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Better thief 

My mother could have stolen my life, but she let me go

If my mother had been a better thief, I would not be here right now. Not that she wasn't skilled, mind you, she was. I'd even say she was better than Lary, who right now is the best klepto among anyone I know. But Lary relies on the obvious. For example, he will simply walk into the waiting room of an upscale plastic surgeon's office with a hand truck and take the leather couch right out from under the newly lipo-sucked asses of the patients there. "Move aside," he'd say. "Emergency couch removal." Nobody would stop him because such a blatant theft is outside their sphere of experience. In short, they'd believe him because believing him would be so much more comfortable than confronting him.

My mother, too, occasionally used that technique -- like once she stole all the patio furniture from the poolside of the condo complex where she used to reside by simply backing a borrowed truck up to the gate and loading up -- but she didn't rely on it. Her expertise was much more refined. She had great sleight of hand. She could steal from casinos, for chrissakes. I cannot overemphasize the skill factor there, the dexterity you'd need to steal stuff off the top of a casino blackjack table. With that talent, she could have performed her own show on one of Las Vegas' lesser stages, say the Hoe-Daddy room at downtown's Binion's Horseshoe, as opposed to the blow-ass, velvet-curtain faux Broadway number at the Venetian on the strip.

She took things from her office, too, and not just the industrial big blocks of Post-It Notes, but outdated classified documents detailing projects she had been working on. She gave them to me once so I could present them as my own when I applied for a job as a technical writer for a company in Zurich that made corrugated materials. I was not qualified to be a technical writer for a cardboard-box company, especially a German-speaking company, but here we were living in Switzerland because my mother had scored work designing missiles for the Swiss government, and she wasn't about to let a little thing like national security get in the way when I decided I wanted a job of my own. It wasn't America's national security, after all, just Switzerland's.

And besides, she was always talking about how none of the stuff she designed for them ever seemed to work properly. Take the time she traveled to a Sardinian testing facility to trial the missile-tracking device she helped design. The purpose of the weapon was to intercept enemy missiles and facilitate their destruction before they reached their target. It was a precursor to the Patriot missiles that are used in Iraq today, with the exception that her device didn't work.

"It just fell the hell over," she laughed afterward. "It fell right off its base and onto the goddam ground."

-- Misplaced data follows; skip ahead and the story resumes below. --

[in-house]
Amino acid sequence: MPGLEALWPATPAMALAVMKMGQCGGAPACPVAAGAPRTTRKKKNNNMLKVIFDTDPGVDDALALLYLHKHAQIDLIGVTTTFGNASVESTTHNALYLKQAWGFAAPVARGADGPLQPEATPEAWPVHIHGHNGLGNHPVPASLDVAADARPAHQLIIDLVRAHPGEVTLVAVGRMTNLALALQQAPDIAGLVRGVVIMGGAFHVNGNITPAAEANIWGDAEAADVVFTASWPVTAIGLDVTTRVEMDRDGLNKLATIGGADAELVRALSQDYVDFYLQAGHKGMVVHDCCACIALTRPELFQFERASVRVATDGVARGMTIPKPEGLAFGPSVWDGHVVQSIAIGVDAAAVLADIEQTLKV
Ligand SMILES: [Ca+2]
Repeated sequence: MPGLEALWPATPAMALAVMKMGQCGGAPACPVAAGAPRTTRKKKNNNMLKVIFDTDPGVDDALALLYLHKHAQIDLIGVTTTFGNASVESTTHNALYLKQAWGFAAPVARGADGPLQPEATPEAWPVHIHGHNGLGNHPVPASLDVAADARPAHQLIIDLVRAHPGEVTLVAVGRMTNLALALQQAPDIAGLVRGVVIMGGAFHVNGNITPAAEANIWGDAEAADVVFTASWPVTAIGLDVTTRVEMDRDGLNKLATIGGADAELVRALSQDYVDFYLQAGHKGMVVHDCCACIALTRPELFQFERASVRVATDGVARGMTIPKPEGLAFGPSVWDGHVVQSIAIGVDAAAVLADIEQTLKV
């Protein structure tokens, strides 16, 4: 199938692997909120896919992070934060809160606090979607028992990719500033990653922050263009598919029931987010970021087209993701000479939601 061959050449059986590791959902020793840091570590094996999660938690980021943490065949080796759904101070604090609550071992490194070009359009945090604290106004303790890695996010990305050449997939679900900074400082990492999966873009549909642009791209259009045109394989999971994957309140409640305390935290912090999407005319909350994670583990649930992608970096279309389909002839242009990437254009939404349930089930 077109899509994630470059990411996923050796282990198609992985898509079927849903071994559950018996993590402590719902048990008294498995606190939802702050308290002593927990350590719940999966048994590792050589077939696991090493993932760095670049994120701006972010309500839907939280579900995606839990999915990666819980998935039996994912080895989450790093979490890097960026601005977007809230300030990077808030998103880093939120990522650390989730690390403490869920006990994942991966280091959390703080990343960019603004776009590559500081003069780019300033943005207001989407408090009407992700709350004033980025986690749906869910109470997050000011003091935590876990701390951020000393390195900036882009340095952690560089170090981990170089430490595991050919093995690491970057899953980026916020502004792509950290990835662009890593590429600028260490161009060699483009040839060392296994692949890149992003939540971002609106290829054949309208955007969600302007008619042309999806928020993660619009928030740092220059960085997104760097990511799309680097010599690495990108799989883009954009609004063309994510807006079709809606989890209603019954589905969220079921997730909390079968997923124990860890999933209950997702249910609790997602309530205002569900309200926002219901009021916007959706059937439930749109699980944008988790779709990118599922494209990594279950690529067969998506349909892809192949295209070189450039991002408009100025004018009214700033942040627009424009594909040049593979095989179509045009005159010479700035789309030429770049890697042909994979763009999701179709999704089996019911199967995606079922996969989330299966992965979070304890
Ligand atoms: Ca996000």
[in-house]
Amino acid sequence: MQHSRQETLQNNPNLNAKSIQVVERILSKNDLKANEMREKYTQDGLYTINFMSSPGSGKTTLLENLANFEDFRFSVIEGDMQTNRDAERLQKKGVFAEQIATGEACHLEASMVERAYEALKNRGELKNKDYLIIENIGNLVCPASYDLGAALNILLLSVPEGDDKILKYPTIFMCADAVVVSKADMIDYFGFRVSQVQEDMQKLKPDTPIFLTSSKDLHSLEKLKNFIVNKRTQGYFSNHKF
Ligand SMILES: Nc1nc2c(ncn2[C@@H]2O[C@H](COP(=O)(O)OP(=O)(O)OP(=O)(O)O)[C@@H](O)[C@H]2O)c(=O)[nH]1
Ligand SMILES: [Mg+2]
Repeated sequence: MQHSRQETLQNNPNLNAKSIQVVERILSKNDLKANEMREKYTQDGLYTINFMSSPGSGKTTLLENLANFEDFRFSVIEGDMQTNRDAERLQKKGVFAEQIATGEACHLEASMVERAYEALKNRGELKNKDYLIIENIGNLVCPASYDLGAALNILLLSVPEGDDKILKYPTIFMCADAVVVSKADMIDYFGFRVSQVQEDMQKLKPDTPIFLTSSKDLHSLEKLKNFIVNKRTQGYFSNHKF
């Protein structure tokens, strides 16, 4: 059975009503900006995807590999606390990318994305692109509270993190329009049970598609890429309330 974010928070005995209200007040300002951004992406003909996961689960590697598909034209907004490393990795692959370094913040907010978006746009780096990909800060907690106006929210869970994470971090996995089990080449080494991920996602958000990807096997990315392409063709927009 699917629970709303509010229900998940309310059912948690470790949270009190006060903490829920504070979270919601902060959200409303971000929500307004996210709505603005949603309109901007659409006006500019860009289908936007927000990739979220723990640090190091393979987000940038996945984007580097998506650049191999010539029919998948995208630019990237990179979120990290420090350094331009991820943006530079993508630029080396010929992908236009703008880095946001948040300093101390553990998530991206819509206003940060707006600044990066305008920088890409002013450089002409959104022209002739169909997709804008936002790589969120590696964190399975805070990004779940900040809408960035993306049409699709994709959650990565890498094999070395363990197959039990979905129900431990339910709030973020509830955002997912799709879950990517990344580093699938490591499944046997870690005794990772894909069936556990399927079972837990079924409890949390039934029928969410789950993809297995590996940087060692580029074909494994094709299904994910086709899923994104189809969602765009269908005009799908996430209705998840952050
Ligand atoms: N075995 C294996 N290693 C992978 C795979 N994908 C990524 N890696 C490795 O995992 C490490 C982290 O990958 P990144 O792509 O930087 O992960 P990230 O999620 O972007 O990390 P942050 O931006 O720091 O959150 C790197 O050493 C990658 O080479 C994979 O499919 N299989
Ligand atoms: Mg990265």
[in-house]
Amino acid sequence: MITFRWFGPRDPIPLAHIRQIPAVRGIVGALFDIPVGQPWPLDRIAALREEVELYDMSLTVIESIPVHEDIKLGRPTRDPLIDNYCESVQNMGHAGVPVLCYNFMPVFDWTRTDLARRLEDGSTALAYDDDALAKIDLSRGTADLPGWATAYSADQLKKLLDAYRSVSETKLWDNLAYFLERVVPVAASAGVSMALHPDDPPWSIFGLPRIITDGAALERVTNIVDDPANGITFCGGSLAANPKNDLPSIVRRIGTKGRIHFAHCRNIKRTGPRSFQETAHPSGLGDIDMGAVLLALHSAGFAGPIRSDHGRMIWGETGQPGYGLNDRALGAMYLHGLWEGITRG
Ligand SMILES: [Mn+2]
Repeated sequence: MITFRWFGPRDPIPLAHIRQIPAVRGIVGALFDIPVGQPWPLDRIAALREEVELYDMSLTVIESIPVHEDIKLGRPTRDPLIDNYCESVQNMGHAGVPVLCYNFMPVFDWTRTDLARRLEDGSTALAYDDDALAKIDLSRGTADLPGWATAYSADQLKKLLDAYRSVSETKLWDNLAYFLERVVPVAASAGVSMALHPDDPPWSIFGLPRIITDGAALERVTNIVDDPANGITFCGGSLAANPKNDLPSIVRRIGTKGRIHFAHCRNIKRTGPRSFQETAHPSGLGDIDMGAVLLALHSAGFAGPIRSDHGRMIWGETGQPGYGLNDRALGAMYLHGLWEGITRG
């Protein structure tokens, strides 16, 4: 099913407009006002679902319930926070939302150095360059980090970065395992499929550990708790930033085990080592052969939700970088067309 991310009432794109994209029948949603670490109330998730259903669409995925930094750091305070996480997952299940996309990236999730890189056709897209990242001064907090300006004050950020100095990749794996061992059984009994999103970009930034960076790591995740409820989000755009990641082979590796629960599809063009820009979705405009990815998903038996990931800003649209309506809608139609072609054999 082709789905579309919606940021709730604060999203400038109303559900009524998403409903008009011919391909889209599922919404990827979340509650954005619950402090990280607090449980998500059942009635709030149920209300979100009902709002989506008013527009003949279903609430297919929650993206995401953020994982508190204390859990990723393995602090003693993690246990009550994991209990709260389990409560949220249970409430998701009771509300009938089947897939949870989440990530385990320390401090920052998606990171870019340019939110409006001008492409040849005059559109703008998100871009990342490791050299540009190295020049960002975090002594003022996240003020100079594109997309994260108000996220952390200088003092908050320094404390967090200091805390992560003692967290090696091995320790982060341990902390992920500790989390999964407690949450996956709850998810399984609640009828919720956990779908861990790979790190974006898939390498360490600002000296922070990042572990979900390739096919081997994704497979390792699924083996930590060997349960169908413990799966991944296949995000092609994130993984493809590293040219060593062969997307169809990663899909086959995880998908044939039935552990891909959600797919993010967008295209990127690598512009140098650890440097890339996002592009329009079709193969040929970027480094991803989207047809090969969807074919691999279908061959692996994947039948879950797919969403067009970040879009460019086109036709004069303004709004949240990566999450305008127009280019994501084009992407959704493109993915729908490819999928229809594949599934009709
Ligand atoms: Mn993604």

So she stole those documents for those weapons and tried to get me to pass them off as my own, because a place that makes cardboard boxes surely could use a technical writer astute enough to build her own bomb, right? "Hell, yes," she said, "get out there."

Because here's the thing: I was leaving and she knew it. I'd had enough of Switzerland and rich people and goddam fondue and humorlessness in general, which is how I viewed the country overall. I'd been there a year and a half, since I graduated from college, living there with my brilliant mother as she designed worthless weapons for a pussy-ass country known for its neutrality, and I was bored. I wanted my own job, I wanted to make my own damn way, and every Thursday, I'd scan the International Herald Tribune classifieds and find companies throughout Europe looking for people to fill positions I figured I could passably fake my way into pulling off.

Because, unlike my mother, I did not have a contract keeping me in Zurich, and she could see me standing there at the ready, with one foot in her world and the other poised over the goddam banana peel that would make up the rest of my life, and if she wanted to, she could have stolen that from me. She could have put her own foot down or gone ballistic or threatened all kinds of untold emotional tortures only mothers can administer when their children threaten to forge away from them, or she could have simply told me the truth about how seriously sick she really was, about how little life she herself had left, and it would have been so easy for her to steal mine from me.

But she didn't. She let me go. I left her in Zurich alone to finish her contract while I flew back to the States, where I proceeded over the next two decades to consistently fall on my ass until finally I ended up where I belong. It could have been different, believe me. Right now, I could be sitting here with a sack of broken dreams, a bitter bag of fears, wearing a badge on a lanyard around my neck, a technical writer, maybe, for a company that makes cardboard boxes. That's where I'd be if my mother had been a better thief.

Hollis Gillespie is the author of Bleachy-Haired Honky Bitch: Tales from a Bad Neighborhood (Harper Collins). She was recently named one of "Seven Breakout Authors of 2004" by Writer's Digest. Her commentaries can be heard on NPR's "All Things Considered."

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